Ayesha Jordan and Justin Hicks have been collaborators for many years. Their work transcends genres, borrows from various performance styles and disciplines, and provides a uniquely shaped social commentary on the most relatable issues. Justin Hicks is always learning more tools from all types of artists he works with: visual artists, dancers, actors. His art defies the boundaries of music proper. Ayesha Jordan creates and performs characters and narratives where the tropes of popular culture exist to challenge the complex and immediate politically and personally urgent context. I spoke to Ayesha and Justin shortly before the final showcase during their MIT residency.  

Irina Yakubovskaya (IY): It seems like what you are working on right now is outside of the margins of genres. It is in a limbo neither there nor here. It’s almost a good side effect of a society where interdisciplinary art is becoming more visible. How does it feel to be sharing this work in progress during workshops and in particular your current MIT residency? 

Ayesha Jordan (AJ): It is ok to be imperfect. It’s scary. Right now, were at the stage where we know the subject matter we’re dealing with but were still figuring out how we’re going to get from today to the show day in terms what that actually is going to look like. We’re literally building from scratch. The important thing is to show something in progess. It will help us in terms of the next stage of development.  

Justin Hicks (JH): I love to share. As a musician, I come from a very mixed background of scenes and traditions, so that if something is finished it doesn’t really apply to me. I look at sharing as an opportunity to perform. Work in progress is a social thing to me. There’s a little bit of joy knowing they are not expecting so much, but they are possibly getting something out of it. We’re making a spell, a stew. People smelling a big pot of soup is very satisfying before it’s done. Sometimes the smell is the thing. This is how I look at presenting work in progress. I like people seeing us in various states of dress, in terms of the work. The work begins with the idea, and other people can come in and out. Sharing is an opportunity to be not fully clothed with people.  

AJ: It is definitely more vulnerable.  

JH: I don’t think so. In my journey with music, for example in the mid-1990s, people were dropping remixes all the time, and that to me is a level of finish. Is that done? Yes, because I can look it at and consume it. I love live recordings of things because there’s all this other ingredient around a rehearsal and the creation of something.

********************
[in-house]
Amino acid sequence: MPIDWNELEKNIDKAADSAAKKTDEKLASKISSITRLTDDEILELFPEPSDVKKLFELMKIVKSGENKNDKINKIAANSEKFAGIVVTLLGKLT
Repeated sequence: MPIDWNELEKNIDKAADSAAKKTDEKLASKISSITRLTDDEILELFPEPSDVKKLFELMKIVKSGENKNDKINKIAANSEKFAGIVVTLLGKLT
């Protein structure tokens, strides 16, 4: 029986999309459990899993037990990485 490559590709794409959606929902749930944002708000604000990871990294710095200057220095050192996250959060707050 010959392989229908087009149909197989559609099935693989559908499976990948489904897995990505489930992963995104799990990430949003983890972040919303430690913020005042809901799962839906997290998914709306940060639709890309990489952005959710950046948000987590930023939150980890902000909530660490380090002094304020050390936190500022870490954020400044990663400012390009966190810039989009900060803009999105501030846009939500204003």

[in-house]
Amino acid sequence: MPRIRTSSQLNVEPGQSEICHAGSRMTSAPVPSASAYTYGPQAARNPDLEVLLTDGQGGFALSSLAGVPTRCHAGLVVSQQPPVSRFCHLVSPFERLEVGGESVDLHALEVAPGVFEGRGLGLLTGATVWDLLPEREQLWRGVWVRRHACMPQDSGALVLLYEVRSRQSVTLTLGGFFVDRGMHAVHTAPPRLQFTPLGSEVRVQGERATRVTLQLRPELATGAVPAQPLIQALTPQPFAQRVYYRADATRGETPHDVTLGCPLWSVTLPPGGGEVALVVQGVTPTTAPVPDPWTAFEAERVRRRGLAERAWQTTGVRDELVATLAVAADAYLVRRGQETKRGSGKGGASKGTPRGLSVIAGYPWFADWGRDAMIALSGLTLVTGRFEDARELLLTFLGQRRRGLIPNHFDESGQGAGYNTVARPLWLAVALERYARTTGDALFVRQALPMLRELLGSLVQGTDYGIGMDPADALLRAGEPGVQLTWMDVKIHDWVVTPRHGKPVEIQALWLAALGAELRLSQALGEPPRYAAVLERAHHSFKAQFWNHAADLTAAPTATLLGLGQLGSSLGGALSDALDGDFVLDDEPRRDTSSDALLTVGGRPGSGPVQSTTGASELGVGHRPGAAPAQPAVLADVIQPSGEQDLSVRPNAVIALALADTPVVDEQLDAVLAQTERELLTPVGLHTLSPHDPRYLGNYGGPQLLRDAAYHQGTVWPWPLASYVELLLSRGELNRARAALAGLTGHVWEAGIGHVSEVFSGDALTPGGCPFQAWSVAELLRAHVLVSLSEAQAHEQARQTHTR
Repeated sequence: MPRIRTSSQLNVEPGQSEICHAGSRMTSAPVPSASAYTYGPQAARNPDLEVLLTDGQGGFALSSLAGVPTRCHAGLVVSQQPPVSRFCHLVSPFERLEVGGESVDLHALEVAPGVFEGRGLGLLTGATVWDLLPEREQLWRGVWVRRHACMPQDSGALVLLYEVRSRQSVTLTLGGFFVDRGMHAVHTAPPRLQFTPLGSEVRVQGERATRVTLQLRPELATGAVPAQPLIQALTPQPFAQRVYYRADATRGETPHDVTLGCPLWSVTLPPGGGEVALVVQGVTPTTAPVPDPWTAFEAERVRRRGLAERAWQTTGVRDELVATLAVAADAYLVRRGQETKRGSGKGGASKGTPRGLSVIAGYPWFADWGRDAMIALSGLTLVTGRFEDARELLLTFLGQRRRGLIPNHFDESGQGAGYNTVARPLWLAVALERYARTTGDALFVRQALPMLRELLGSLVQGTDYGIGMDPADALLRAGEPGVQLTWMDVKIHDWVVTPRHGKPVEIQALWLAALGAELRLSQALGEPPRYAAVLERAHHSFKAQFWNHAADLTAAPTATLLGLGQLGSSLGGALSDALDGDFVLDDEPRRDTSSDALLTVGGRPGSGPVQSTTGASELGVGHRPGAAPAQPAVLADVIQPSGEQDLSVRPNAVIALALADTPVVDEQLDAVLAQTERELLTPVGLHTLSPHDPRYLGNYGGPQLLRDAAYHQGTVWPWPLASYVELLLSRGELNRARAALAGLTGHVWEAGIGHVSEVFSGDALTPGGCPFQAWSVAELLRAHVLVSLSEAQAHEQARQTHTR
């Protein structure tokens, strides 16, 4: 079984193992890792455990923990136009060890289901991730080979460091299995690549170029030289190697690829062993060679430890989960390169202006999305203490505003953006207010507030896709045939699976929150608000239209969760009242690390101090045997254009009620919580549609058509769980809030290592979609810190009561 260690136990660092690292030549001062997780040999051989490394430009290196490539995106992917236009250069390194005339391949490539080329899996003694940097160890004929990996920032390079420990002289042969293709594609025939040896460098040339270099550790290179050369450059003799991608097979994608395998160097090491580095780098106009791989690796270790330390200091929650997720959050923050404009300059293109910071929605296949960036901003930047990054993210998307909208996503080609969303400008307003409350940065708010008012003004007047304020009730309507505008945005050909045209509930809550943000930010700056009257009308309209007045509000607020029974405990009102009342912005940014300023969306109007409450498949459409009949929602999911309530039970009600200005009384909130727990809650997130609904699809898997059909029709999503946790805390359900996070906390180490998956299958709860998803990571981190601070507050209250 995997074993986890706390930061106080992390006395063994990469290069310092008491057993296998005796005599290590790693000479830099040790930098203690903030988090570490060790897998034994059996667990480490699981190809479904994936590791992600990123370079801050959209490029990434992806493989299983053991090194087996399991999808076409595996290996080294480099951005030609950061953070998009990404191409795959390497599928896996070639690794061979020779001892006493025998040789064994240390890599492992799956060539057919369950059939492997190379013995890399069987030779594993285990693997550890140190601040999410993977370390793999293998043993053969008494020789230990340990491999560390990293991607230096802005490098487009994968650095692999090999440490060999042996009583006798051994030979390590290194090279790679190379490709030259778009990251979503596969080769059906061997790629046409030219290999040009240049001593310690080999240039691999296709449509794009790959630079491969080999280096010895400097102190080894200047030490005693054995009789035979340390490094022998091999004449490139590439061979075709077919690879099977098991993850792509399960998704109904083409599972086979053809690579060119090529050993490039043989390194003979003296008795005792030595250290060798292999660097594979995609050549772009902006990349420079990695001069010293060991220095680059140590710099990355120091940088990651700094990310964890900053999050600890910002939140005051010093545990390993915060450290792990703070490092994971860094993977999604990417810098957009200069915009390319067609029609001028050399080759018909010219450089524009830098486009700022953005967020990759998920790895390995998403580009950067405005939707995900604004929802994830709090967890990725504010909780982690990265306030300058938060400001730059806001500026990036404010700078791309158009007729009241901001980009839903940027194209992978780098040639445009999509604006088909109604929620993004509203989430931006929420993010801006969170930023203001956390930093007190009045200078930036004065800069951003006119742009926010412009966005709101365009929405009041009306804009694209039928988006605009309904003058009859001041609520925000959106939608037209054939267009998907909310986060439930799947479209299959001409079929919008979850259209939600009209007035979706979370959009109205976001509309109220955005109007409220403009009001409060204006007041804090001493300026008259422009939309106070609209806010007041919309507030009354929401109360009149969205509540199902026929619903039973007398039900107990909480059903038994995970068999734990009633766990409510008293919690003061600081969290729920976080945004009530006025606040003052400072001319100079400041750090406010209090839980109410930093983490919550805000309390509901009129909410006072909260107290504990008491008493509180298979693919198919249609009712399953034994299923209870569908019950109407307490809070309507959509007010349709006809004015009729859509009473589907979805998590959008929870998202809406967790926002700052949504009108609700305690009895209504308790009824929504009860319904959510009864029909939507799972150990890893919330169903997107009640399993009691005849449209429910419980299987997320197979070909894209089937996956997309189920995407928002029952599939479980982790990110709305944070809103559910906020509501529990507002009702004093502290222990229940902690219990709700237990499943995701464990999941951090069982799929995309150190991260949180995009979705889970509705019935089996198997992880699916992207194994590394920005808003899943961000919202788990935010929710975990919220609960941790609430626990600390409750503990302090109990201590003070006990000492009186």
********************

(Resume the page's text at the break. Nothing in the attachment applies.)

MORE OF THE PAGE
AJ: As an actor, the tricky thing is when you’ve been able to work the material for a consistent longer period of time, you have time to find things, to look for subtleties and nuances. When it’s something you’re just jumping into, there’s always uncertainty, there’s not the same level of confidence. But at the same time, there’s something that is more alive and fresh and raw and makes it exciting in the same way that you’re talking about these rehearsal recordings.  

JH: On the level of performance it is different, when we’re in performance show mode it’s the certain kind of giving that does need rehearsal so that you can call it up. A lot of what we do, interdisciplinary work that uses music is hope that the score works. You hope that if we play this note here and this line is said here, and the light goes, it will create this thing that image that will create an emotional response. People need a lot to be given to them in order to have a realization. As a performer and musician, I have to be able to access this [energy] all the time. Even if I don’t have all the gear, and its still work in progress, it needs to show up. Why am I not watching this on Netflix, why did I leave the house [to see this show]? It’s about these combinations of ideas, forms, and music makes it compelling. It doesn’t have to be rehearsed to be compelling.  

IY: You mention Netflix, which makes me think about the current trend of bringing live theatre on a TV or a big screen. How do you engage with technology in your work?  

AJ: We use technology in a funny way. Especially as it relates to Shasta because she’s a pop star, which means social media, Instagram, all that stuff. We encourage people to take out their cell phones, take pictures, record and share it, post live videos. One, we’re playing with pop culture, how people exist now. And at the same time, there’s this aspect of connecting with people who are not in the space. Maybe even if they’re not there they’ll see someone who just posted this image of Shasta, #ShastaGoesPop. Live feeds during show are ridiculous, there are people shining their phones in your face, like a paparazzi thing.  

JH: My notion of theatre when I was a kid was boring plays and musicals. There was part of me that was into this kind of stage work, and another part of me was into plain noise. I started wondering how to put this together. I think right now it’s an exciting relationship between screen television media and theatre, because I feel like live theater is borrowing from tv, and then tv is trying to get into riffing on the kitchen sink dramas. How close can we be to that person; can it feel like we’re really there? Even though in a theatre you are really there but there is this [distance], this tension of behavior. It’s all a mess, I definitely have mixed feelings about it.